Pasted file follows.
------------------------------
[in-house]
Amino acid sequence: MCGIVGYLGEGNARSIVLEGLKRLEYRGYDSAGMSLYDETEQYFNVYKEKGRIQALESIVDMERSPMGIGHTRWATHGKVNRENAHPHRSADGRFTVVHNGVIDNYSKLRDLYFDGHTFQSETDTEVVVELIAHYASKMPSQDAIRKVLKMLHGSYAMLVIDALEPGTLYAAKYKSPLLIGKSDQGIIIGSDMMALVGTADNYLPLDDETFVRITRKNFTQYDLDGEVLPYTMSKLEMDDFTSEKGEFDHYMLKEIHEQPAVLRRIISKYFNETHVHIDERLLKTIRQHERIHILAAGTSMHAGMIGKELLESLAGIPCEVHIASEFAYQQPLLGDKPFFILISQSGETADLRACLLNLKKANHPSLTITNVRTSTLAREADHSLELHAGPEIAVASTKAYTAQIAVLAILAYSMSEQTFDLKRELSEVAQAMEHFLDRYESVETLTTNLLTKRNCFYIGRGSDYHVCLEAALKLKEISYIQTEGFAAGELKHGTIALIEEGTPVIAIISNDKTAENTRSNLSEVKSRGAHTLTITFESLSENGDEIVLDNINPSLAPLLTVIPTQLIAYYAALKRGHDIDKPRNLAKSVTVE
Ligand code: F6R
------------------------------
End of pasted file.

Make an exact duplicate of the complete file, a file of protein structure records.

[in-house]
Amino acid sequence: MCGIVGYLGEGNARSIVLEGLKRLEYRGYDSAGMSLYDETEQYFNVYKEKGRIQALESIVDMERSPMGIGHTRWATHGKVNRENAHPHRSADGRFTVVHNGVIDNYSKLRDLYFDGHTFQSETDTEVVVELIAHYASKMPSQDAIRKVLKMLHGSYAMLVIDALEPGTLYAAKYKSPLLIGKSDQGIIIGSDMMALVGTADNYLPLDDETFVRITRKNFTQYDLDGEVLPYTMSKLEMDDFTSEKGEFDHYMLKEIHEQPAVLRRIISKYFNETHVHIDERLLKTIRQHERIHILAAGTSMHAGMIGKELLESLAGIPCEVHIASEFAYQQPLLGDKPFFILISQSGETADLRACLLNLKKANHPSLTITNVRTSTLAREADHSLELHAGPEIAVASTKAYTAQIAVLAILAYSMSEQTFDLKRELSEVAQAMEHFLDRYESVETLTTNLLTKRNCFYIGRGSDYHVCLEAALKLKEISYIQTEGFAAGELKHGTIALIEEGTPVIAIISNDKTAENTRSNLSEVKSRGAHTLTITFESLSENGDEIVLDNINPSLAPLLTVIPTQLIAYYAALKRGHDIDKPRNLAKSVTVE
Ligand code: F6R